Alternative Investment Management Association Representing alternative asset managers globally
We are often asked to explain why a significant proportion of the world’s alternative investment funds, including hedge funds and private equity funds, are set up in offshore jurisdictions such as the Cayman Islands. Is it to evade tax or hide assets? This brief note seeks to provide the answers. For further information, contact us at email@example.com.
To download the full paper - www.aima.org/en/document-summary/index.cfm/docid/057FEF3C-EE65-43BD-9A3CAEF26A2CFCC9
Collective investment is good for investors. Investors such as pension funds, sovereign wealth funds, not-for-profit organisations, charities and other similar entities (often called “sophisticated investors”) can either make alternative investments directly or invest via a collective investment scheme - a fund that pools monies from a number of sophisticated investors and then manages those monies on their behalf. The use of such a collective investment scheme gives investors significant benefits including (i) professional management with specific industry expertise, (ii) the ability to diversify their portfolios across a broad range of alternative investment strategies, (iii) sharing of investment expenses and (iv) access to alternative investment types which are outside the scope of even sophisticated investors acting alone. However, collective investment can also bring legal, regulatory and tax complications, which sophisticated investors wish to minimise in order to maximise returns to their stakeholders.
Offshore funds are “tax neutral”. Tax neutrality essentially means that the country where the fund is formed, such as the Cayman Islands, does not impose its own duplicative layer of taxes on the fund. However, that does not mean that investors in tax neutral funds registered in offshore jurisdictions such as the Cayman Islands do not pay taxes – see the table below. Tax neutral status is not unique to offshore funds. There are tax neutral fund categories in the UK and the USA, for example. What sets offshore funds - and particularly, offshore alternative funds - apart is the combination of tax neutrality, investment flexibility and sophistication allowed by offshore alternative fund structures. This is what makes offshore alternative funds so attractive to sophisticated investors. As funds are often set up as a company or a partnership, those companies and partnerships can be subject to a separate tax charge in the place where they are formed. This means that investors could effectively (and unfairly) be taxed twice on the same income and capital gains. Such double taxation would render most funds uneconomic and defeat their purpose of assisting investors. Tax neutral funds provide an answer to this problem by removing this unfair “Layer 2” of tax (see the table below). Tax neutrality in the jurisdiction where the fund is established - whether onshore or offshore - ensures that such duplication of taxation does not occur, preserving the attributes that an investor would have if investing directly in the underlying assets rather than through an alternative fund. A fund should be seen as an aggregation of capital rather than a discrete taxable entity and such characterisation underpins many of the rules allowing exemption for funds in general.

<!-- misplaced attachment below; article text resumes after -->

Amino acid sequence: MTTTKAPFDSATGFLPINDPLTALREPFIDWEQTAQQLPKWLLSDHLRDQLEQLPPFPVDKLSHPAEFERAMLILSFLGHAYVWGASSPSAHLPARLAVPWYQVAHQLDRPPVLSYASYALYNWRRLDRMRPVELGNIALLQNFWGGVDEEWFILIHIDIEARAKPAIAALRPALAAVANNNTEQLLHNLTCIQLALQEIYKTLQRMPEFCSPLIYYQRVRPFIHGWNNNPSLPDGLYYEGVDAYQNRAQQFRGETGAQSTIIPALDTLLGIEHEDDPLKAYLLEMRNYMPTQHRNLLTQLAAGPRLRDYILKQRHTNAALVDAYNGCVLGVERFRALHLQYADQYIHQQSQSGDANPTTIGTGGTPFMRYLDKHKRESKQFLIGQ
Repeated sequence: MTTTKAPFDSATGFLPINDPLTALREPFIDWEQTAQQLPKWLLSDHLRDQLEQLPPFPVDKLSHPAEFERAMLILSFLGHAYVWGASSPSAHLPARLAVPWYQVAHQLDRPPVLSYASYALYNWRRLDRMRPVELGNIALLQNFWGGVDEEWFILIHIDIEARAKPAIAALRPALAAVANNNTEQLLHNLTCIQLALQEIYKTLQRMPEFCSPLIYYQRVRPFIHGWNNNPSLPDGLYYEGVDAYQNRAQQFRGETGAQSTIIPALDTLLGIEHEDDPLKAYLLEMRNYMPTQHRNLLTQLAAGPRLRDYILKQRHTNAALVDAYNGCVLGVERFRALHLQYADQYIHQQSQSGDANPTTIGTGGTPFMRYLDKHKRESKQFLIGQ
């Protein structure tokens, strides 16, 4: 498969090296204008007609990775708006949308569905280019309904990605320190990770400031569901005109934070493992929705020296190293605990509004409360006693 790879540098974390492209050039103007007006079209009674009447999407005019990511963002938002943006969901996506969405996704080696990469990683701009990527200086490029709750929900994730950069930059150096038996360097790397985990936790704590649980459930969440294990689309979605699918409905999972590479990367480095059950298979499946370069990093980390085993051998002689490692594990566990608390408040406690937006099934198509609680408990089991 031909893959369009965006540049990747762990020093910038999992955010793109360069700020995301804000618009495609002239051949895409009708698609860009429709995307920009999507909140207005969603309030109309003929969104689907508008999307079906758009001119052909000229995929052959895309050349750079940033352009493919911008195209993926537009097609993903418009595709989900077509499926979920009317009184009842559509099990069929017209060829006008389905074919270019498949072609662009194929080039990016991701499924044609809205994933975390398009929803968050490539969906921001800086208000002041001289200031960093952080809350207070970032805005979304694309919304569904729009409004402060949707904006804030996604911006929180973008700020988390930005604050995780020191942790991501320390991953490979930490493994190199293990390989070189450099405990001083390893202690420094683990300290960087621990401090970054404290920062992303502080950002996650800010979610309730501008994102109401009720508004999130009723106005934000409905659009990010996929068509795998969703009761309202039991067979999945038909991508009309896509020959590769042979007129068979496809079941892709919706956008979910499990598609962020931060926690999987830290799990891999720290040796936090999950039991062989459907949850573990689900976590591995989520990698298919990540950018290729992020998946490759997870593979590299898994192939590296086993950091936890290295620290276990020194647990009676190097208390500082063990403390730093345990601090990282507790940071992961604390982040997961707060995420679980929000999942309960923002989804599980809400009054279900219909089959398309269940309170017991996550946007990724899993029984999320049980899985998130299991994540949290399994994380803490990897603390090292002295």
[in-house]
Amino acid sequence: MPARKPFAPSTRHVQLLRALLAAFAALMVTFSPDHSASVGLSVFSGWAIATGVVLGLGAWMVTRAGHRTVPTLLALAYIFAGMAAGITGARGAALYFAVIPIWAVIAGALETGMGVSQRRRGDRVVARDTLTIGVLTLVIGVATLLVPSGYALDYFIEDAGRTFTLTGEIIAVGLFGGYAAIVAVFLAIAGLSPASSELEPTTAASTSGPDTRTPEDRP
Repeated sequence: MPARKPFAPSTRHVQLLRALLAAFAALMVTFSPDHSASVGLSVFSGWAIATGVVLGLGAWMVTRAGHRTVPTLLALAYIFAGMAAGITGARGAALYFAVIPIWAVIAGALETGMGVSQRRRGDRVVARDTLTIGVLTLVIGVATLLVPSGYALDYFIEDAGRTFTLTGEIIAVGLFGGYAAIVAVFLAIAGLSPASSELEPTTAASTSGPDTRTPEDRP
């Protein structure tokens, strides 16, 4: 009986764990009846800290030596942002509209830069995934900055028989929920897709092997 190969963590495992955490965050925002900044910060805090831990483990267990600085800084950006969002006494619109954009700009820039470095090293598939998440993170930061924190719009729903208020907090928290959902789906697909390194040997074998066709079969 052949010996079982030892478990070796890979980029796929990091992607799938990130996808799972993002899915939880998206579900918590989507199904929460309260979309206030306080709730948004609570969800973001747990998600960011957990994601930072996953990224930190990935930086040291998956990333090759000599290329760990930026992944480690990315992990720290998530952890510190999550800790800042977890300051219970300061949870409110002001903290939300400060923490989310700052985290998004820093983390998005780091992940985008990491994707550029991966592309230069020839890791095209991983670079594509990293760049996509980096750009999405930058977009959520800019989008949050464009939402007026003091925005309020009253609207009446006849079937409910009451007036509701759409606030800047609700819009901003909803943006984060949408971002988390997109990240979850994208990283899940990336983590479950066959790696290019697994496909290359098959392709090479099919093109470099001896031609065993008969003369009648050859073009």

Investment through any alternative fund or other collective investment scheme adds a potential layer of tax over and above that which would be payable were the investors to own the underlying assets themselves. Ideally, alternative funds will be established with tax neutral status to prevent “Layer 2” tax being applied to the fund in addition to the taxes incurred (i) by the investors at “Layer 1” and (ii) on the investments at “Layer 3”, as illustrated in the table.